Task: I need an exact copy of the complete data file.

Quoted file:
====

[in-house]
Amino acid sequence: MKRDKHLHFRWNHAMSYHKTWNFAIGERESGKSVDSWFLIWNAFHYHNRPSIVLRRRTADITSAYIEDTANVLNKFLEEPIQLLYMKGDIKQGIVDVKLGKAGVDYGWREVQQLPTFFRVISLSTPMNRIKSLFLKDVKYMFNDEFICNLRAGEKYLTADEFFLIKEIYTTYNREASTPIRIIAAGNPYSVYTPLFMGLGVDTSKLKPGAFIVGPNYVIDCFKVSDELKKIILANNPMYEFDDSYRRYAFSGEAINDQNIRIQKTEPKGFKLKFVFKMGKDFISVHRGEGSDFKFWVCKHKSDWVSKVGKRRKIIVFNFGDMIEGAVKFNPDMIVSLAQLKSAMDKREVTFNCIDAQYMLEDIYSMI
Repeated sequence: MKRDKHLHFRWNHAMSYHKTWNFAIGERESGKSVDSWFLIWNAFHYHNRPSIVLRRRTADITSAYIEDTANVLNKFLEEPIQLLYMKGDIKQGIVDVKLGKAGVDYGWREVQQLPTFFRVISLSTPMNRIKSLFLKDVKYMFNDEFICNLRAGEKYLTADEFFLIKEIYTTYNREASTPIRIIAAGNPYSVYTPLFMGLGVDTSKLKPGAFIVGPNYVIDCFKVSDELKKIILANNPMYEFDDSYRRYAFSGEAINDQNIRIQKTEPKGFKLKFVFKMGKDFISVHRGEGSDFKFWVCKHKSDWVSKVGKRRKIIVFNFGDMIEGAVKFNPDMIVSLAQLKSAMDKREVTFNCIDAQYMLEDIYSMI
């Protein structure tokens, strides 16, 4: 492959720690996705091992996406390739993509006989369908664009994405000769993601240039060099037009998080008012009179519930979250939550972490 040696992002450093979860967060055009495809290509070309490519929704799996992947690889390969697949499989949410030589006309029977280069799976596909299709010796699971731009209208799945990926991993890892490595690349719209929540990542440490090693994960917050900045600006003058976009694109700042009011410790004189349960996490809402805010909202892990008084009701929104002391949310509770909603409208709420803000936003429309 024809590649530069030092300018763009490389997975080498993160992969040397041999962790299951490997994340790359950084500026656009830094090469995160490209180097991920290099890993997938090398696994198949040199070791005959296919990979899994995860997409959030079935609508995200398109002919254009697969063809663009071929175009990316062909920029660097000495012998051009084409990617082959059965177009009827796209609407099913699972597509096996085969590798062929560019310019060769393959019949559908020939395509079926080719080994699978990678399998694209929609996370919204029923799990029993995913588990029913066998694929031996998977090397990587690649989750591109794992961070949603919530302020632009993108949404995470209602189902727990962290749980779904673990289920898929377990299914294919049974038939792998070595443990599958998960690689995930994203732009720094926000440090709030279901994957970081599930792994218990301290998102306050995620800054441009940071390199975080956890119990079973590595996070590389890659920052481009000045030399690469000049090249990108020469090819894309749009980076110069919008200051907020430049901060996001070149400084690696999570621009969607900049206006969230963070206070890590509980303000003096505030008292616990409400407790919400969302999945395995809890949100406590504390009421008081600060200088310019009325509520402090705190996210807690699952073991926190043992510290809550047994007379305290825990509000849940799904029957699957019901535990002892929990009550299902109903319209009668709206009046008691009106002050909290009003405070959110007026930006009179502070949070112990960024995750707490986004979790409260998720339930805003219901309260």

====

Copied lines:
[in-house]
Amino acid sequence: MKRDKHLHFRWNHAMSYHKTWNFAIGERESGKSVDSWFLIWNAFHYHNRPSIVLRRRTADITSAYIEDTANVLNKFLEEPIQLLYMKGDIKQGIVDVKLGKAGVDYGWREVQQLPTFFRVISLSTPMNRIKSLFLKDVKYMFNDEFICNLRAGEKYLTADEFFLIKEIYTTYNREASTPIRIIAAGNPYSVYTPLFMGLGVDTSKLKPGAFIVGPNYVIDCFKVSDELKKIILANNPMYEFDDSYRRYAFSGEAINDQNIRIQKTEPKGFKLKFVFKMGKDFISVHRGEGSDFKFWVCKHKSDWVSKVGKRRKIIVFNFGDMIEGAVKFNPDMIVSLAQLKSAMDKREVTFNCIDAQYMLEDIYSMI
Repeated sequence: MKRDKHLHFRWNHAMSYHKTWNFAIGERESGKSVDSWFLIWNAFHYHNRPSIVLRRRTADITSAYIEDTANVLNKFLEEPIQLLYMKGDIKQGIVDVKLGKAGVDYGWREVQQLPTFFRVISLSTPMNRIKSLFLKDVKYMFNDEFICNLRAGEKYLTADEFFLIKEIYTTYNREASTPIRIIAAGNPYSVYTPLFMGLGVDTSKLKPGAFIVGPNYVIDCFKVSDELKKIILANNPMYEFDDSYRRYAFSGEAINDQNIRIQKTEPKGFKLKFVFKMGKDFISVHRGEGSDFKFWVCKHKSDWVSKVGKRRKIIVFNFGDMIEGAVKFNPDMIVSLAQLKSAMDKREVTFNCIDAQYMLEDIYSMI
């Protein structure tokens, strides 16, 4: 492959720690996705091992996406390739993509006989369908664009994405000769993601240039060099037009998080008012009179519930979250939550972490 040696992002450093979860967060055009495809290509070309490519929704799996992947690889390969697949499989949410030589006309029977280069799976596909299709010796699971731009209208799945990926991993890892490595690349719209929540990542440490090693994960917050900045600006003058976009694109700042009011410790004189349960996490809402805010909202892990008084009701929104002391949310509770909603409208709420803000936003429309 024809590649530069030092300018763009490389997975080498993160992969040397041999962790299951490997994340790359950084500026656009830094090469995160490209180097991920290099890993997938090398696994198949040199070791005959296919990979899994995860997409959030079935609508995200398109002919254009697969063809663009071929175009990316062909920029660097000495012998051009084409990617082959059965177009009827796209609407099913699972597509096996085969590798062929560019310019060769393959019949559908020939395509079926080719080994699978990678399998694209929609996370919204029923799990029993995913588990029913066998694929031996998977090397990587690649989750591109794992961070949603919530302020632009993108949404995470209602189902727990962290749980779904673990289920898929377990299914294919049974038939792998070595443990599958998960690689995930994203732009720094926000440090709030279901994957970081599930792994218990301290998102306050995620800054441009940071390199975080956890119990079973590595996070590389890659920052481009000045030399690469000049090249990108020469090819894309749009980076110069919008200051907020430049901060996001070149400084690696999570621009969607900049206006969230963070206070890590509980303000003096505030008292616990409400407790919400969302999945395995809890949100406590504390009421008081600060200088310019009325509520402090705190996210807690699952073991926190043992510290809550047994007379305290825990509000849940799904029957699957019901535990002892929990009550299902109903319209009668709206009046008691009106002050909290009003405070959110007026930006009179502070949070112990960024995750707490986004979790409260998720339930805003219901309260």